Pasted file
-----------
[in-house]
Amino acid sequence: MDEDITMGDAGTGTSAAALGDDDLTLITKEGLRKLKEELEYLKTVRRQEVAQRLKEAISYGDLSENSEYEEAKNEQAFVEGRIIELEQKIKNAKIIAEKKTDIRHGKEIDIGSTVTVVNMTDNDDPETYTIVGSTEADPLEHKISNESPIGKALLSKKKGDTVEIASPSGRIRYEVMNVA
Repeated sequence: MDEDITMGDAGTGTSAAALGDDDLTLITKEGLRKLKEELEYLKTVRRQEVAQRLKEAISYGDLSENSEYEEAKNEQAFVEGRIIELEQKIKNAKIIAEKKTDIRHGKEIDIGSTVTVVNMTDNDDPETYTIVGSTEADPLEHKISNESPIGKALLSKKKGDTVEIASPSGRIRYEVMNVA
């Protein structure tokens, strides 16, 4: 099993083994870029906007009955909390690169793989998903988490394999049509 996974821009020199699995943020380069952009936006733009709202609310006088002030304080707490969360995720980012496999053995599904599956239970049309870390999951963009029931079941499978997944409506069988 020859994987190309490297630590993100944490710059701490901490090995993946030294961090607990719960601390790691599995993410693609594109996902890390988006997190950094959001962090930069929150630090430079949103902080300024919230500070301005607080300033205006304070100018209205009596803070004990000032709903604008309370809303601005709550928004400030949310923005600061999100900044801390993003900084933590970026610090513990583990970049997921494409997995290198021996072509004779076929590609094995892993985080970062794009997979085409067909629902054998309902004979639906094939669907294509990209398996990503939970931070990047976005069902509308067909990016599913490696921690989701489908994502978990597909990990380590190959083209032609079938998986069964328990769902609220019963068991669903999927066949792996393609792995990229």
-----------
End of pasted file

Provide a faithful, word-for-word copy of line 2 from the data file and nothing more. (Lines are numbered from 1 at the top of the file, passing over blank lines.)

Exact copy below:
Amino acid sequence: MDEDITMGDAGTGTSAAALGDDDLTLITKEGLRKLKEELEYLKTVRRQEVAQRLKEAISYGDLSENSEYEEAKNEQAFVEGRIIELEQKIKNAKIIAEKKTDIRHGKEIDIGSTVTVVNMTDNDDPETYTIVGSTEADPLEHKISNESPIGKALLSKKKGDTVEIASPSGRIRYEVMNVA